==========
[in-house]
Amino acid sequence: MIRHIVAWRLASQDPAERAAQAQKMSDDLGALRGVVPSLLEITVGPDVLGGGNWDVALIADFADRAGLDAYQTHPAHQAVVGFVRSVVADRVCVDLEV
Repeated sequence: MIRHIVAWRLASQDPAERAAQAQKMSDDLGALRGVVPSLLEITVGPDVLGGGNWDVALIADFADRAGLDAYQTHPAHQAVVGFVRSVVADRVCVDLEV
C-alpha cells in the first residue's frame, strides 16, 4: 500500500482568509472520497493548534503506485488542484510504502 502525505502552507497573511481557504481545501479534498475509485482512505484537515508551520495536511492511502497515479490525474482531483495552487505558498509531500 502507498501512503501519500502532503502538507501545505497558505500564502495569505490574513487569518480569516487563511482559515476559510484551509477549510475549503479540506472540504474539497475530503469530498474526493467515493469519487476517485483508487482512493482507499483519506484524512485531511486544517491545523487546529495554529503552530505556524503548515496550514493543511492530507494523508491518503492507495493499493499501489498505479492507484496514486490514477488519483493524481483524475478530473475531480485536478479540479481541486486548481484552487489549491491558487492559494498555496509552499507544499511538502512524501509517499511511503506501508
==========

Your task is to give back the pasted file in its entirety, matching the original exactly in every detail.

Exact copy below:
[in-house]
Amino acid sequence: MIRHIVAWRLASQDPAERAAQAQKMSDDLGALRGVVPSLLEITVGPDVLGGGNWDVALIADFADRAGLDAYQTHPAHQAVVGFVRSVVADRVCVDLEV
Repeated sequence: MIRHIVAWRLASQDPAERAAQAQKMSDDLGALRGVVPSLLEITVGPDVLGGGNWDVALIADFADRAGLDAYQTHPAHQAVVGFVRSVVADRVCVDLEV
C-alpha cells in the first residue's frame, strides 16, 4: 500500500482568509472520497493548534503506485488542484510504502 502525505502552507497573511481557504481545501479534498475509485482512505484537515508551520495536511492511502497515479490525474482531483495552487505558498509531500 502507498501512503501519500502532503502538507501545505497558505500564502495569505490574513487569518480569516487563511482559515476559510484551509477549510475549503479540506472540504474539497475530503469530498474526493467515493469519487476517485483508487482512493482507499483519506484524512485531511486544517491545523487546529495554529503552530505556524503548515496550514493543511492530507494523508491518503492507495493499493499501489498505479492507484496514486490514477488519483493524481483524475478530473475531480485536478479540479481541486486548481484552487489549491491558487492559494498555496509552499507544499511538502512524501509517499511511503506501508